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And due to concerns over crowded malls, Malcolm said visiting Santa at the mall is off — news she has yet to share with her two young daughters.

“I’m going to hope that they just don’t ask.”

Holiday celebration alternatives

Adults aren’t the only ones facing a pared-down Christmas. Children will likely take it hard when they learn that Christmas traditions, such as visiting Santa, have been nixed.

But all is not lost as Santa and his helpers scramble for solutions. 

At Toronto’s Eaton Centre and Southcentre Mall in Calgary, Santa is planning COVID-19 friendly appearances. Everyone must wear masks and, instead of sitting in Santa’s lap, children will have to keep their distance. 

“There will be no direct contact with Santa,” said Southcentre Mall in a statement. It also warns that everyone — including Santa — will undergo temperature checks.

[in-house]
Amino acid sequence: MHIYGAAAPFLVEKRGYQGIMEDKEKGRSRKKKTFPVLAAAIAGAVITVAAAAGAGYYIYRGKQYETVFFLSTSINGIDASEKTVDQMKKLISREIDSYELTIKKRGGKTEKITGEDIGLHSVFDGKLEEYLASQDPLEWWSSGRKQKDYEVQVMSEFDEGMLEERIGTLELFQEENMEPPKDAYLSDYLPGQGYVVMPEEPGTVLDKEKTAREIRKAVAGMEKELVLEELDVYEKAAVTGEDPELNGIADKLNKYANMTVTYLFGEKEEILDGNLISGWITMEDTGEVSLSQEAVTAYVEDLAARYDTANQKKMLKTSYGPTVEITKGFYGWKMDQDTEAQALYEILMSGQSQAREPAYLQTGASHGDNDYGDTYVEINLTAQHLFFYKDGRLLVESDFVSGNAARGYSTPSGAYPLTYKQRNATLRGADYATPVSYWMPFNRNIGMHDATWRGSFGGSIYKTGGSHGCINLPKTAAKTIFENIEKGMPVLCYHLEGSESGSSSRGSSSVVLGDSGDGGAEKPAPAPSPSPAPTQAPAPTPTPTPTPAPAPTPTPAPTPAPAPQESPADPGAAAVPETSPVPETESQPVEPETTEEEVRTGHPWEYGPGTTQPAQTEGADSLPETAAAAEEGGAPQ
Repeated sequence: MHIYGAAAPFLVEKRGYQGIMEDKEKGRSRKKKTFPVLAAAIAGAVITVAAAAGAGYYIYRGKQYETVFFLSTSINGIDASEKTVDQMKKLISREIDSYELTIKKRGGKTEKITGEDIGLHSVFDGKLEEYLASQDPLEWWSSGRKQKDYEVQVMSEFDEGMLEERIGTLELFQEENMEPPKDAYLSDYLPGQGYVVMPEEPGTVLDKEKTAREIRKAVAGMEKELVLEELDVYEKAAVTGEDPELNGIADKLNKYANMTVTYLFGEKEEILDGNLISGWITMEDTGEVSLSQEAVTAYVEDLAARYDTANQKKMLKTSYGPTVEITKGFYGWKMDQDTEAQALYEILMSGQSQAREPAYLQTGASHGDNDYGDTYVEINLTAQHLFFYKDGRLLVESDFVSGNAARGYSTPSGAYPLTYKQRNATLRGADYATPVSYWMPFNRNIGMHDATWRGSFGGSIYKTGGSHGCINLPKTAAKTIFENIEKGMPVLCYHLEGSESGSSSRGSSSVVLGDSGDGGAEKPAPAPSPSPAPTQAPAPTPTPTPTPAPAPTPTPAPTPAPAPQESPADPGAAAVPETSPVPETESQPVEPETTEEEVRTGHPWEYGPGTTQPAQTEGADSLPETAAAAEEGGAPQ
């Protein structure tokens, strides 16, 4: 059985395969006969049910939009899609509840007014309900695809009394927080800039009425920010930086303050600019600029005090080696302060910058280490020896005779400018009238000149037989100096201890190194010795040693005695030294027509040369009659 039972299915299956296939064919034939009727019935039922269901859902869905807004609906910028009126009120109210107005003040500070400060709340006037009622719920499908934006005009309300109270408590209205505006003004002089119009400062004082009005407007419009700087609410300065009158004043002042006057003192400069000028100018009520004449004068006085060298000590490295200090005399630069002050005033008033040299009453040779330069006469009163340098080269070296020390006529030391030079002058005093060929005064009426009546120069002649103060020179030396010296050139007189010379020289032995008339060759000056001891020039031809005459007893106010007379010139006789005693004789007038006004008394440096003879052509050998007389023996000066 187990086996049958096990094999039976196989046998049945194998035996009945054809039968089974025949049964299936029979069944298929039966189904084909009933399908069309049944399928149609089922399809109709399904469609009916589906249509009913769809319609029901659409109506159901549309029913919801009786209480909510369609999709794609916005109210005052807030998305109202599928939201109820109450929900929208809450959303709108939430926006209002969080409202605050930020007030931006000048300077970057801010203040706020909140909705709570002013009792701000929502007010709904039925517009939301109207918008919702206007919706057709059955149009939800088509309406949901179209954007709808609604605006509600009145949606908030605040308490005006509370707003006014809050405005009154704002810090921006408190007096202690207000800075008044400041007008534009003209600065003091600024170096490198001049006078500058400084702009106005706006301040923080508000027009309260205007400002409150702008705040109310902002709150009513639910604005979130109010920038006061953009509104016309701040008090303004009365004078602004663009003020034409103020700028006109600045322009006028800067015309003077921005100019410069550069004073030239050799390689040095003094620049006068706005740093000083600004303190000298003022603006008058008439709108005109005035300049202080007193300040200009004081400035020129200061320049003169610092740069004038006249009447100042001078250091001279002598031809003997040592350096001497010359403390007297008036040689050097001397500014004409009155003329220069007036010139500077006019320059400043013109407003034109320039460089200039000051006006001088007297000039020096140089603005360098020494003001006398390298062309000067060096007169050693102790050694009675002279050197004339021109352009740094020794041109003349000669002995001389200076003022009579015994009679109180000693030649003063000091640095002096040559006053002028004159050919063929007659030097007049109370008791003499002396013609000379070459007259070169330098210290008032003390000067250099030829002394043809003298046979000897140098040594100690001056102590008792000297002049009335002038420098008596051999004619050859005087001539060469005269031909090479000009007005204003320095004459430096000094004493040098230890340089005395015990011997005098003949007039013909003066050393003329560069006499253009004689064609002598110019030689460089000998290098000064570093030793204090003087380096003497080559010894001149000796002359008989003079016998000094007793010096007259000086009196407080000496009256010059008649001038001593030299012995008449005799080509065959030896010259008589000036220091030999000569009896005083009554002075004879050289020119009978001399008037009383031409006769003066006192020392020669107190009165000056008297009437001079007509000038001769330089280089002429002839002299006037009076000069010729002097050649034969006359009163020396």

At Toronto’s Eaton Centre this year, Santa will wear a mask and sit two metres apart from visiting children. At another mall, Santa will appear on a video screen turned into a ‘magic mirror.’ (Cadillac Fairview/Facebook)

At Scarborough Town Centre in Toronto, Santa will appear virtually via a large screen so kids can get their picture taken without any physical contact. 

“We want to keep everyone safe, including Santa, so we’re going to have Santa there through his magic mirror,” said Will Correia, Scarborough Town Centre’s general manager.

Santa Claus parades have been cancelled in cities across Canada, but some are trying to keep spirits afloat with COVID-19-safe alternatives.